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A 79-year-old champion rower and a member of the Bentley family that owned a leading Toledo engineering and contracting firm died Monday morning while training for this year s world crew championships.
Toledo police said they are investigating the accident, and suspect that Anderton L. Bentley, Jr., died sometime between 6:45 a.m. and 7:45 a.m., and may not know the cause of death until the results of autopsy on Tuesday at the Lucas County Coroner s Office. Police ruled out foul play.
A passerby saw Mr. Bentley in the Maumee River about 8 a.m., near the boat launch on the International Park side of the Martin Luther King Bridge, Mr. Bentley s body was found floating near his capsized one-seater crew boat, and was soon retrieved by Toledo firefighters.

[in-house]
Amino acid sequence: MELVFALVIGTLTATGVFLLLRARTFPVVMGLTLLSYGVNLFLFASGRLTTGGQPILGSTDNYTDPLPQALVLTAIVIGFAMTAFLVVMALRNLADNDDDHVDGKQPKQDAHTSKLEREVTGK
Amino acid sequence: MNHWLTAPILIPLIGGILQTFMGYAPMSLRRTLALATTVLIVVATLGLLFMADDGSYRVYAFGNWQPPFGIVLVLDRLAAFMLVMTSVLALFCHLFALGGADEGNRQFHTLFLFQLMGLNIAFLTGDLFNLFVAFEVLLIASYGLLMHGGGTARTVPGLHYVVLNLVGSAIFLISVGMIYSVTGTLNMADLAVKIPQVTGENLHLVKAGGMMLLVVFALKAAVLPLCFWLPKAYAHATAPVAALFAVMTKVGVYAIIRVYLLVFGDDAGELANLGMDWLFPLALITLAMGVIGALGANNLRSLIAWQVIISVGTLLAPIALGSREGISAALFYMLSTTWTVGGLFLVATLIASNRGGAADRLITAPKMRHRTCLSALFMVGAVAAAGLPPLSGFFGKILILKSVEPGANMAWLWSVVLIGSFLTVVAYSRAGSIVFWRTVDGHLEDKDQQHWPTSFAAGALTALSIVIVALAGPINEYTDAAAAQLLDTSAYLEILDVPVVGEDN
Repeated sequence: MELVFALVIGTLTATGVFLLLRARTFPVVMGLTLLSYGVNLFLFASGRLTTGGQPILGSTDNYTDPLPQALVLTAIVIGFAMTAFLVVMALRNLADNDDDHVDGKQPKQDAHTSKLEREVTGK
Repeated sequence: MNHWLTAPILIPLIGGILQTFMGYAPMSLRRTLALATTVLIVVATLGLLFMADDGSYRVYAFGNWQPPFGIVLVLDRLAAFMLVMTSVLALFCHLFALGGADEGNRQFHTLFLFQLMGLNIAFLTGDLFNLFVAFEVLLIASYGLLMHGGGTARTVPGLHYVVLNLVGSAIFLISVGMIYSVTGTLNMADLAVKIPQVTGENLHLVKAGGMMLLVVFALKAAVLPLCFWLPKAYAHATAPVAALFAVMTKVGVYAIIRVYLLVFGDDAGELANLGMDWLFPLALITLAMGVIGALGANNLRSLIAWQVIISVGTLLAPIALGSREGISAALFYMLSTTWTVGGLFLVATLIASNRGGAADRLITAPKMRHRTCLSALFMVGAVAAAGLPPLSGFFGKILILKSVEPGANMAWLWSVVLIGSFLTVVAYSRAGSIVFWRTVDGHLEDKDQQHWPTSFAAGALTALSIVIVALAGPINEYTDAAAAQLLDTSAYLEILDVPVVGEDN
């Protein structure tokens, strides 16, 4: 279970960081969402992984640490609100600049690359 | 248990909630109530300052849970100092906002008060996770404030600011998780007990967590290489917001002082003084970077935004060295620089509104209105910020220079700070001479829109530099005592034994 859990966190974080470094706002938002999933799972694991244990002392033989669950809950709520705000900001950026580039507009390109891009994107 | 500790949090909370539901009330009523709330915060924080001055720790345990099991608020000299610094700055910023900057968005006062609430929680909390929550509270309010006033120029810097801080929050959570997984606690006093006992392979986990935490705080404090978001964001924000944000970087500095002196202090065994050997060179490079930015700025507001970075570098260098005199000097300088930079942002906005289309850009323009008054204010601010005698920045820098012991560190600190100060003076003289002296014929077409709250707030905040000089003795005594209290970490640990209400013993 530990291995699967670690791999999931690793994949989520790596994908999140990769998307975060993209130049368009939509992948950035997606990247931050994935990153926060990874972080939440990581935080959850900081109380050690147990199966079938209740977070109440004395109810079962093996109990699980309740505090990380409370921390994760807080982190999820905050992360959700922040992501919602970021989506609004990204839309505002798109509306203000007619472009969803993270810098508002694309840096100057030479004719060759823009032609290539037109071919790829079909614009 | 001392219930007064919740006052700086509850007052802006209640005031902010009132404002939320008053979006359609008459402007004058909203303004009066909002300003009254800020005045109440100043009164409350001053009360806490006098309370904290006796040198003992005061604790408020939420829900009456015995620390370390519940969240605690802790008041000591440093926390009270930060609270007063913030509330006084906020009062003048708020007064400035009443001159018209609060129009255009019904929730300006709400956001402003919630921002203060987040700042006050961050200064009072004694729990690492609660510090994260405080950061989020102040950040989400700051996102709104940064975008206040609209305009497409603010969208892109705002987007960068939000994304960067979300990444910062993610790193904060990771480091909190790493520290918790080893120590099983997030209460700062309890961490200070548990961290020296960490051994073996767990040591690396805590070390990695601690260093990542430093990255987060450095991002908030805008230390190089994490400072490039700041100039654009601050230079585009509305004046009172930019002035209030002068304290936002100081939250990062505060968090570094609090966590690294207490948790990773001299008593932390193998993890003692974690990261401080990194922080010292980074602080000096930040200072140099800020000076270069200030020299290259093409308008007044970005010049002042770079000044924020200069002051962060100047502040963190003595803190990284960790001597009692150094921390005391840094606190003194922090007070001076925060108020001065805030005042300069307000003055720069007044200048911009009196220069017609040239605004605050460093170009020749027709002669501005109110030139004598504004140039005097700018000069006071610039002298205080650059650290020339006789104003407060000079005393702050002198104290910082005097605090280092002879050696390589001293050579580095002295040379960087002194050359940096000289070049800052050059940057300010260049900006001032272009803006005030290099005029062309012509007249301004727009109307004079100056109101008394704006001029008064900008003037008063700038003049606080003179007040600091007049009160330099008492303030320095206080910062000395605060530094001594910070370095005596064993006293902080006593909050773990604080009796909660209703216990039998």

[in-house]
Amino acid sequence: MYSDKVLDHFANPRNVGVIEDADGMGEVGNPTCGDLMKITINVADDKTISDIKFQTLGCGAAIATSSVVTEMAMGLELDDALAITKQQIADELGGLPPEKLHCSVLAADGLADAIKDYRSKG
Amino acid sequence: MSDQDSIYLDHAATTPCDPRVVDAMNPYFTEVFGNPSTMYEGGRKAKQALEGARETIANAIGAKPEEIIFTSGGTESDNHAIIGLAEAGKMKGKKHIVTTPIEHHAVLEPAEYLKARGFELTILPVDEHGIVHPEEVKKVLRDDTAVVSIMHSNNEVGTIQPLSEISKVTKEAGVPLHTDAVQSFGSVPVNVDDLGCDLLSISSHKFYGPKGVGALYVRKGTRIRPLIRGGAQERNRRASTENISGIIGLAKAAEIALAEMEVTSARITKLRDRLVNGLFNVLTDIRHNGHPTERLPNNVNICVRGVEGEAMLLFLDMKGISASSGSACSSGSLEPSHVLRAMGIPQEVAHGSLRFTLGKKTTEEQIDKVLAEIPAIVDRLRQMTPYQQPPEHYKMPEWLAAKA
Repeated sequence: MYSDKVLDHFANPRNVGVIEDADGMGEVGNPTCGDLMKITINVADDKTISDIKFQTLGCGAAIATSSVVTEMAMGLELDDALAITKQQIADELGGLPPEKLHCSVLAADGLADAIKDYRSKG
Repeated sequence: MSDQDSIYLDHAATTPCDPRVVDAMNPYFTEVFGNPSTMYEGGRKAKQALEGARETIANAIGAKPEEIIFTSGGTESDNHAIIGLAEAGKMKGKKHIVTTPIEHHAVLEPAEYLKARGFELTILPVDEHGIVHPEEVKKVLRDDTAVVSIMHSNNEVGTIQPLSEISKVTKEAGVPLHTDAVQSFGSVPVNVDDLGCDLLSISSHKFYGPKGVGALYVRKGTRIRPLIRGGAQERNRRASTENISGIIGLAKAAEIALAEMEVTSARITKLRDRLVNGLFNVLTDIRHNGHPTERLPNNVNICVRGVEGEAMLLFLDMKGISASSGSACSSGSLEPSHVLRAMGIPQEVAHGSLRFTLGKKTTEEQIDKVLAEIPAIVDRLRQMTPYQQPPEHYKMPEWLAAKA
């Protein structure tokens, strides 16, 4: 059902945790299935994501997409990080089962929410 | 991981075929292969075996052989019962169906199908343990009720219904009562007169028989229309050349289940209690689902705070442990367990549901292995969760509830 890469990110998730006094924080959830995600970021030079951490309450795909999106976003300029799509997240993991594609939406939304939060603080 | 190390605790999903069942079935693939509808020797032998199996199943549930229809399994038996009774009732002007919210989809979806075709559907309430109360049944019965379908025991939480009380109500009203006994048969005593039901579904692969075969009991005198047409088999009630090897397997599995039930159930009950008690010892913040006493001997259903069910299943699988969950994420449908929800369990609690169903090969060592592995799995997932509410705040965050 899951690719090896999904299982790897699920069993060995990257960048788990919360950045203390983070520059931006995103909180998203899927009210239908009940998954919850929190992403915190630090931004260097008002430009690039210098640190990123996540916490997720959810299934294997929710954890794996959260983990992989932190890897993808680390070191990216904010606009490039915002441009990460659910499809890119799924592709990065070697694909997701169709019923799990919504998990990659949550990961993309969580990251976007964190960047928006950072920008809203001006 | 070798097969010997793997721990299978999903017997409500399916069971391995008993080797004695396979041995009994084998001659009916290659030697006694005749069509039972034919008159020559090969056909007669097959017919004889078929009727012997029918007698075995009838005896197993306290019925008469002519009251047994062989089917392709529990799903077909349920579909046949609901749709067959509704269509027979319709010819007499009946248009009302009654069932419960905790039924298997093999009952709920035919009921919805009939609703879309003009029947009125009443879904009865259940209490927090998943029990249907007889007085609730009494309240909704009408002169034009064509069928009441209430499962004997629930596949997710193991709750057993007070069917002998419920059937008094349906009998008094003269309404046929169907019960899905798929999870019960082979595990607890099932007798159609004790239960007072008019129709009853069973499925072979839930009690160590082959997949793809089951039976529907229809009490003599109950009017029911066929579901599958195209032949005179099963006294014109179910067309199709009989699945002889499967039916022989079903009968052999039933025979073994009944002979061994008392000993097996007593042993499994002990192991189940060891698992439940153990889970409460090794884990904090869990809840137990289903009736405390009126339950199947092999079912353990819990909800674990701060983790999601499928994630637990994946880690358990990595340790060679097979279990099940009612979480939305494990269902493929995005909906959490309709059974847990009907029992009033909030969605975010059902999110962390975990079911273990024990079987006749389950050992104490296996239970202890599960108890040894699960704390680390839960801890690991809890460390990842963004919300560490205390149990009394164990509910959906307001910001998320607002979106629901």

He was the great-grandson of Anderton Bentley, who immigrated from Yorkshire, England, and in 1887 founded what became A. Bentley & Sons Co., which constructed such well known Toledo buildings as the Spitzer Building in downtown Toledo.
Mr. Bentley started working at the family firm as a surveyor in 1954.
In 1982, when the company liquidated, he was its executive vice president and chief engineer.
He went on to have a long career as a business consultant while renewing his love of rowing, in which he had competed on the international scene as a young man.
Mr. Bentley in recent years competed in numerous senior-age crew races, both individual and with teammates in the boat, and often returned home with gold, silver, and bronze medals for his age division.
Last year, he won three gold medals at the U.S. National Masters Championship Rowing Regatta in Oak Ridge, Tenn., and went on to win another gold at the World Masters Championship Regatta in Zagreb, Croatia.